Giant hogweed was introduced into New York about 1917, and was recorded in British Columbia in the 1930s. It now occurs in the west in British Columbia, Washington, and Oregon and in eastern North America from Newfoundland and Nova Scotia west to Ontario and Wisconsin and south to Indiana, Maryland, and New Jersey. It is also recorded occasionally in Michigan It is a federally listed noxious weed in many states.
The sap of the giant hogweed plant is phototoxic; when the contacted skin is exposed to sunlight or to ultraviolet rays, it can cause phytophotodermatitis (severe skin inflammations). Initially, the skin colours red and starts itching. Blisters form as it burns within 48 hours. They form black or purplish scars that can last several years. Hospitalisation may be necessary. Although many media reports on giant hogweed suggest the plant can lead to temporary or permanent blindness, existing research on the plant does not back up this claim.
These reactions are caused by the presence of linear derivatives of furanocoumarin in its leaves, roots, stems, flowers, and seeds. These chemicals can get into the nucleus of the epithelial cells, forming a bond with the DNA, causing the cells to die. The brown colour is caused by the production of melanin by furocoumarins.
Authorities advise that children should be kept away from giant hogweed, that protective clothing, including eye protection, should be worn when handling or digging it, and that if skin is exposed, the affected area should be washed thoroughly with soap and water and the exposed skin protected from the sun for several days.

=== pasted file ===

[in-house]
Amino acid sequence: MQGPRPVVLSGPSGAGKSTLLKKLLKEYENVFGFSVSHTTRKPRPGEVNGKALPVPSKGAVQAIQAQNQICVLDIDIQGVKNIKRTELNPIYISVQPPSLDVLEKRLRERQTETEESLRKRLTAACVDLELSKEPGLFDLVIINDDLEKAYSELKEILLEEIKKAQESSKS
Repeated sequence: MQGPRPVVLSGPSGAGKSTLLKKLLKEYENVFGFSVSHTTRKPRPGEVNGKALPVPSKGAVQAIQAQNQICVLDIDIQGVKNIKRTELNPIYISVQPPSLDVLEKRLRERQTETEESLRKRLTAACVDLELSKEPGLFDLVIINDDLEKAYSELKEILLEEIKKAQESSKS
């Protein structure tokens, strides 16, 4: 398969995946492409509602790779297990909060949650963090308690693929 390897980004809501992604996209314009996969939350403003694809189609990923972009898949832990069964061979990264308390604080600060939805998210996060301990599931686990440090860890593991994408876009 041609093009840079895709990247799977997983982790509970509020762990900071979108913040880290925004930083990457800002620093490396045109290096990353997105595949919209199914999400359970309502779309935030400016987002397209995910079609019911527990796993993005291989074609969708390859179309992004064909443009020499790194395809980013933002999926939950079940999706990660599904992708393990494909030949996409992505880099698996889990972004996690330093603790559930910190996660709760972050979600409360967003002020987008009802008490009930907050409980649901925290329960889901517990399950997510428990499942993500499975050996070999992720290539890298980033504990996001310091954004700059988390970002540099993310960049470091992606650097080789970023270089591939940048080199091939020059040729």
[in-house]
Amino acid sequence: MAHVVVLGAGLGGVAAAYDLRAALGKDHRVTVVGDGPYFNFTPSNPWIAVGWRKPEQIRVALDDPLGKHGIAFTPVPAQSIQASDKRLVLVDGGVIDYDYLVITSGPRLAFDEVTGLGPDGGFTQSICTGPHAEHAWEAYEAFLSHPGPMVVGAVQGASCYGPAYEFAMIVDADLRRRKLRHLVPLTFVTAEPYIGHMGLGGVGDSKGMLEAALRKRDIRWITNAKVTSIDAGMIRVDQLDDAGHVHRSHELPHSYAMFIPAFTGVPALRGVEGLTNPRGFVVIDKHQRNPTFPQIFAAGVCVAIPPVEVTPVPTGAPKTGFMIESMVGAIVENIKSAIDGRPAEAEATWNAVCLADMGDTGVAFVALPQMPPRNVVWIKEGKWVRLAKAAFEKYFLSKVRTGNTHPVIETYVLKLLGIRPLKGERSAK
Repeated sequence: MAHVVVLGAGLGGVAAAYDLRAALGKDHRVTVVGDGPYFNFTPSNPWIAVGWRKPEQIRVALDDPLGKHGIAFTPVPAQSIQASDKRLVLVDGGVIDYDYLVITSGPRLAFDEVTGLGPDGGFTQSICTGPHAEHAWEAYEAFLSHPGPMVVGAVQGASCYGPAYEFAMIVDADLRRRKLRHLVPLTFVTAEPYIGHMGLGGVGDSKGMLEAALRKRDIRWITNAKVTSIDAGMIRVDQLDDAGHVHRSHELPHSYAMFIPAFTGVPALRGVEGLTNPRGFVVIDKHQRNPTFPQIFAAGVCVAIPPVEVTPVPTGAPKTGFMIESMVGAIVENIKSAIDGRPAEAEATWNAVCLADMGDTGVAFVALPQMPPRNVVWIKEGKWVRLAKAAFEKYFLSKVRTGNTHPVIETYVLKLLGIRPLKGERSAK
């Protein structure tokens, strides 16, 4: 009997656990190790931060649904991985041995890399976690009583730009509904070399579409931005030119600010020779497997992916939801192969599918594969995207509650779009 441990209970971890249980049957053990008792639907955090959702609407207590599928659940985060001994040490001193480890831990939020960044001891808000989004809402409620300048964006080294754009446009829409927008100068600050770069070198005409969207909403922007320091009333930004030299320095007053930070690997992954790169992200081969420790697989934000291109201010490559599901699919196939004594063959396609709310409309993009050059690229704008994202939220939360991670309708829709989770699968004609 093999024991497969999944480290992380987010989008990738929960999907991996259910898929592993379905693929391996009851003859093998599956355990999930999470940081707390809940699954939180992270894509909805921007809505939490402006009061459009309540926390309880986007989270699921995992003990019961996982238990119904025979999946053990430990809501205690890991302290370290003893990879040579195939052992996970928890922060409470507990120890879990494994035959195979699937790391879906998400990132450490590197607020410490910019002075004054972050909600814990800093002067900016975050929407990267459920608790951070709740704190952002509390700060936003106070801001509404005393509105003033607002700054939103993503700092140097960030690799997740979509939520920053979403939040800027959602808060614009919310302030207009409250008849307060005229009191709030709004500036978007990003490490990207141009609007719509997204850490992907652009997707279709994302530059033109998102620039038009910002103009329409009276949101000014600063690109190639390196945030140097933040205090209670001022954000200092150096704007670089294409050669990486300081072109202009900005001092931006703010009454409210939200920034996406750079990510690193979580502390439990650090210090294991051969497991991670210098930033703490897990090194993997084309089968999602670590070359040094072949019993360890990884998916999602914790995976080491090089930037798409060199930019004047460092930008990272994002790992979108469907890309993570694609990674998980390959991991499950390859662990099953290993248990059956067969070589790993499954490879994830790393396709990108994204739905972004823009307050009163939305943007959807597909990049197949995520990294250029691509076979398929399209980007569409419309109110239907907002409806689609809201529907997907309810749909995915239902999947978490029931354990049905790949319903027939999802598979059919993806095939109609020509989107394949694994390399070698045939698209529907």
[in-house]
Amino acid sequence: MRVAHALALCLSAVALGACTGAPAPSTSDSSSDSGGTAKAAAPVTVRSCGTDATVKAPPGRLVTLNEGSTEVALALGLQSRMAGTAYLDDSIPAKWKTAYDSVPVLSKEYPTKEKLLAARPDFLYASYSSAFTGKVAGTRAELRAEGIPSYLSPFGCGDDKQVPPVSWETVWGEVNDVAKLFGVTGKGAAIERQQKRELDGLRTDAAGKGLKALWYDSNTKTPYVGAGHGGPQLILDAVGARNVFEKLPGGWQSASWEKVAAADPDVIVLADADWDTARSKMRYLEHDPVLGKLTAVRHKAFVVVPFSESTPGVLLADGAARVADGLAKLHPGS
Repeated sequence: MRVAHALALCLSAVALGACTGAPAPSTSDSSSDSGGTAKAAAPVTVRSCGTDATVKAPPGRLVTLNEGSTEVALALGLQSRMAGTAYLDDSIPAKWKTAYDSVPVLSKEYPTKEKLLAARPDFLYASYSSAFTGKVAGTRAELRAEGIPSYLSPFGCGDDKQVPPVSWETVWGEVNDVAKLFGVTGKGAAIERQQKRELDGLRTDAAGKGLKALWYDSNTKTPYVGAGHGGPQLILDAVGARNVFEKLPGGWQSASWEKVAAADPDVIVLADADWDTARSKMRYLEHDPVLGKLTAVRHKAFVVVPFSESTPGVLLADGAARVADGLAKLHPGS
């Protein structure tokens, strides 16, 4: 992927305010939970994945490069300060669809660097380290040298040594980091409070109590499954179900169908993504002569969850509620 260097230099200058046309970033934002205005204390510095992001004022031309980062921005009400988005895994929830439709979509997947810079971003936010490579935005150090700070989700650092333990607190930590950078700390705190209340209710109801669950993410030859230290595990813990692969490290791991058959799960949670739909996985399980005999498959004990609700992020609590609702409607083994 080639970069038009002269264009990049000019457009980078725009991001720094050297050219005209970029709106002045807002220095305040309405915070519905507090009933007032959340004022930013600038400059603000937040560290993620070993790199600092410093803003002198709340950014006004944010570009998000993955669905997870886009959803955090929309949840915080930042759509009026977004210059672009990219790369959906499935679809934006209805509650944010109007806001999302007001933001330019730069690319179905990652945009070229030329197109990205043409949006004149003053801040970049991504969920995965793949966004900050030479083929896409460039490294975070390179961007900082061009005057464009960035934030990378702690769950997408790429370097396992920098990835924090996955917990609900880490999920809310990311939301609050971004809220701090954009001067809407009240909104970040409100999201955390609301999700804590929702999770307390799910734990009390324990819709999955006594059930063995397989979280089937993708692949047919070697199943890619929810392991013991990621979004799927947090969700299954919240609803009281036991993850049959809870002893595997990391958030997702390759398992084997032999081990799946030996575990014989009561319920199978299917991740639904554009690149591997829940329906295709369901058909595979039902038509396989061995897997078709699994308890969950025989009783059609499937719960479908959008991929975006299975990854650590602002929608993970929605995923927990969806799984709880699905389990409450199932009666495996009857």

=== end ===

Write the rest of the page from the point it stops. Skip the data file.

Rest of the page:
Because of its phototoxicity and invasive nature, giant hogweed is often actively removed. In the UK, the Wildlife and Countryside Act 1981 makes it an offence to plant or cause giant hogweed to grow in the wild. Hogweed is regulated as a federal noxious weed by the US government, and is illegal to import into the United States or move interstate without a permit from the Department of Agriculture. The USDA Forest Service states pigs and cattle can eat it without apparent harm. The New York State Department of Environmental Conservation has had an active program to control giant hogweed since 2008, including reporting, database maintenance, and crews for removal or herbicide control. In 2011, Maine state horticulturists, describing the plant as "Queen Anne's lace on steroids", reported that it has been found at 21 different locations in Maine, with the number of plants ranging from one to a hundred.
The 1971 album Nursery Cryme by the progressive rock group Genesis contains a song called "The Return of the Giant Hogweed". The lyrics describe a murderous attack on the human race by Heracleum mantegazzianum, long after the plant was first "captured" and brought to England by a Victorian explorer. It is typical of the dramatic, tongue-in-cheek humour prevalent in the band's early recordings. A live version can be found on their 1973 Genesis Live album.
The 1971 studio recording appears in Series 1 Episode 1 ("And No Birds Sing") of the British TV crime drama Rosemary and Thyme as the episode story centres around hogweed.